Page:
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Drill down for dividends

Gregor Watt considers the effects of events such as BP suspending dividend payments on a heavily concentrated sector

One of the big concerns for investors in the UK equity income sector is the concentration of companies paying reliable dividends.

BP’s suspension of its dividend in the wake of the explosion of its drilling rig and the oil spill in the Gulf of Mexico last summer showed just how reliant the sector is on a small number of high-yielding stocks.

Before BP suspended its dividend for 2010, many UK equity income funds had between 4 and 5 per cent of their assets in BP and it is not hard to see why.

According to the latest edition of the Capita Registrars UK dividend monitor, 46 per cent of all UK dividends in 2009 came from just five companies – GlaxoSmithKline, Vodafone, HSBC, Royal Dutch Shell and BP. BP accounted for 14 per cent of UK dividends by itself.

The latest monitor shows this concentration of dividend-paying stocks eased slightly in 2010, with the top five holdings responsible for 38 per cent of all UK dividends paid. However, 61 per cent of dividends are still produced by only 15 companies, and the FTSE 100 pays 90 per cent of all UK dividends.

If a major problem, such the Deepwater Horizon spill, happens, the impact on investors can be disproportionately high and can affect almost all the funds in the sector.

Despite a general increase in the size of dividends paid in 2010, the cut of BP’s dividend was enough to cause a negative effect overall.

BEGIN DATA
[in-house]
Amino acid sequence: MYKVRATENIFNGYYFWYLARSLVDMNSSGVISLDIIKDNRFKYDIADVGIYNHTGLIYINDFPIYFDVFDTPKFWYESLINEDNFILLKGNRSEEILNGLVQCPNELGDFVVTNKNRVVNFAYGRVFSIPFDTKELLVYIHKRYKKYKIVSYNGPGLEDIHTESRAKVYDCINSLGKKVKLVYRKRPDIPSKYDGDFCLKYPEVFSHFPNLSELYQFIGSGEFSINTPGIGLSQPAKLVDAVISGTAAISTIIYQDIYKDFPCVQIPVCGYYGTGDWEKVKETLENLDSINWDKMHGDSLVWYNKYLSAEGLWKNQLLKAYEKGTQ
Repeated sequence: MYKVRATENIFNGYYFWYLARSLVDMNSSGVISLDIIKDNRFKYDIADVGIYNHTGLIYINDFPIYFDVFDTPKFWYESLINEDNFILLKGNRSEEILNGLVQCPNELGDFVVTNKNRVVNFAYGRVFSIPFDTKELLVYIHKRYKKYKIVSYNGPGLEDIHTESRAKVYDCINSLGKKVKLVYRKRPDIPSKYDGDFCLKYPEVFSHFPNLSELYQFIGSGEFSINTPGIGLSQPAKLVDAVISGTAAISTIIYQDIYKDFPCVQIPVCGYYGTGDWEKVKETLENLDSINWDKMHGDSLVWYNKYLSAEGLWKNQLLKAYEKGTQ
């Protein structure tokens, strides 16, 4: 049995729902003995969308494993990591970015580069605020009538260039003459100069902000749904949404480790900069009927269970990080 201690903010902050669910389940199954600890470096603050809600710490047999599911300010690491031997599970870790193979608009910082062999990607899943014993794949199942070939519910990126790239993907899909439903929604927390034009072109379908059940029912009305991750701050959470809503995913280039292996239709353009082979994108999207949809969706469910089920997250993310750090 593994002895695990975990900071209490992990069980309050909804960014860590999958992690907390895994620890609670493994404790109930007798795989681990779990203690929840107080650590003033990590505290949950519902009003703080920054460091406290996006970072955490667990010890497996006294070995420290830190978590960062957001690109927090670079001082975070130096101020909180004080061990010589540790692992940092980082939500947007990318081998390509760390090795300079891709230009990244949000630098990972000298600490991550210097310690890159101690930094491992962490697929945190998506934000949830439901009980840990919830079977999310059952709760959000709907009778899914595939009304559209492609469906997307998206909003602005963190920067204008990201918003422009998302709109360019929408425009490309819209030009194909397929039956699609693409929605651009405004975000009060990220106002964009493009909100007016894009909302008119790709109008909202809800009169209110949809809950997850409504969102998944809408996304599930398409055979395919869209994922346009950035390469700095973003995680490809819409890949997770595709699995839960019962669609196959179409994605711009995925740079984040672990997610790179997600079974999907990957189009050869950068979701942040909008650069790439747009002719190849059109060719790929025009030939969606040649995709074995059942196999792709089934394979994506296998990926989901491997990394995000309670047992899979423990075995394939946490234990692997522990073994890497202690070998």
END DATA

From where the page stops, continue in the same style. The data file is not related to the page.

The Capita data shows companies paying dividends increased their payments by an average of 7.5 per cent in 2010 but BP, and the handful of other super-dividend payers, contribute so much to the overall dividend pool that the total of all dividends paid in 2010 fell by 3.3 per cent from the previous year.

Capita Registrars chief executive Charles Cryer says: “Despite the return to growth, UK income investors are still reeling first from the financial crunch and then the BP Deepwater Horizon accident. The heavy dependence on few companies for the bulk of our dividends exposes investors to a lot of risk.” Despite cancelling three out of four scheduled dividend payments, BP was still the seventh -biggest dividend payer in 2010.

Cryer says this illustrates well the concentration of the UK dividend universe.

He says: “Small and mid-cap companies were hit hard in the recession and slashed their dividends to the bone as they sought to survive the crunch. They have recovered dramatically but their contribution and their rapid growth is swamped by small changes to the UK’s biggest firms. The amount paid by the FTSE 250 last year was less than the three payments BP cancelled.”

This concentration of UK dividend payers means investors in the perennially popular UK equity income sector are perhaps unwittingly increasing the risk they are taking.

Chelsea Financial Services managing director Darius McDermott says the company first became concerned with this trend over a year ago and have had to take steps to reduce this concentration. He says: “We recognised this concentration issue about 18 months ago and when we looked as a firm where our money was placed, it is very lumpy with the top income franchises. BP highlighted this more than ever last year. We had an investment dinner in May of last year on this very issue, which was diversify your income because it is just too narrow now.”

He says having looked at the top funds in the sector, apart from the contrarian approach taken by Neil Woodford, all the top funds have concentrations in the same stocks.

He says: “There was at least two or three of the top five paying dividend stocks in every portfolio because there has to be as they pay so much of the dividend.
“For people behind the curve, BP was a real wake-up call for that concentration factor on equity income.”



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